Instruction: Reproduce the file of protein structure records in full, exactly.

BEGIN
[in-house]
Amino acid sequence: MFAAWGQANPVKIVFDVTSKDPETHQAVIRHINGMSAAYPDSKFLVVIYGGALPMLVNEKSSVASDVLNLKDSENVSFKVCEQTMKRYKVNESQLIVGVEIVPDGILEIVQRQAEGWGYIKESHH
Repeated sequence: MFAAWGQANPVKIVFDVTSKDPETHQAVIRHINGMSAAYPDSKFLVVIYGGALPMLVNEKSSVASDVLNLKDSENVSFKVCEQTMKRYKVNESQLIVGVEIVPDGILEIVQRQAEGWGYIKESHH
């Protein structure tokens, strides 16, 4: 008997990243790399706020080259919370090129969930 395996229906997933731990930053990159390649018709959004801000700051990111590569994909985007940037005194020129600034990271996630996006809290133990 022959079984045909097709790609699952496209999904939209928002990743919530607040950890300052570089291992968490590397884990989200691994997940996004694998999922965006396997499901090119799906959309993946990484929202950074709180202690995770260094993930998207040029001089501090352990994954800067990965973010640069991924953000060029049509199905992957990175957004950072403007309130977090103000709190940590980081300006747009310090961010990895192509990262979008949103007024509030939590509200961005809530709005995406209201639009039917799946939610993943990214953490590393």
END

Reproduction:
[in-house]
Amino acid sequence: MFAAWGQANPVKIVFDVTSKDPETHQAVIRHINGMSAAYPDSKFLVVIYGGALPMLVNEKSSVASDVLNLKDSENVSFKVCEQTMKRYKVNESQLIVGVEIVPDGILEIVQRQAEGWGYIKESHH
Repeated sequence: MFAAWGQANPVKIVFDVTSKDPETHQAVIRHINGMSAAYPDSKFLVVIYGGALPMLVNEKSSVASDVLNLKDSENVSFKVCEQTMKRYKVNESQLIVGVEIVPDGILEIVQRQAEGWGYIKESHH
């Protein structure tokens, strides 16, 4: 008997990243790399706020080259919370090129969930 395996229906997933731990930053990159390649018709959004801000700051990111590569994909985007940037005194020129600034990271996630996006809290133990 022959079984045909097709790609699952496209999904939209928002990743919530607040950890300052570089291992968490590397884990989200691994997940996004694998999922965006396997499901090119799906959309993946990484929202950074709180202690995770260094993930998207040029001089501090352990994954800067990965973010640069991924953000060029049509199905992957990175957004950072403007309130977090103000709190940590980081300006747009310090961010990895192509990262979008949103007024509030939590509200961005809530709005995406209201639009039917799946939610993943990214953490590393």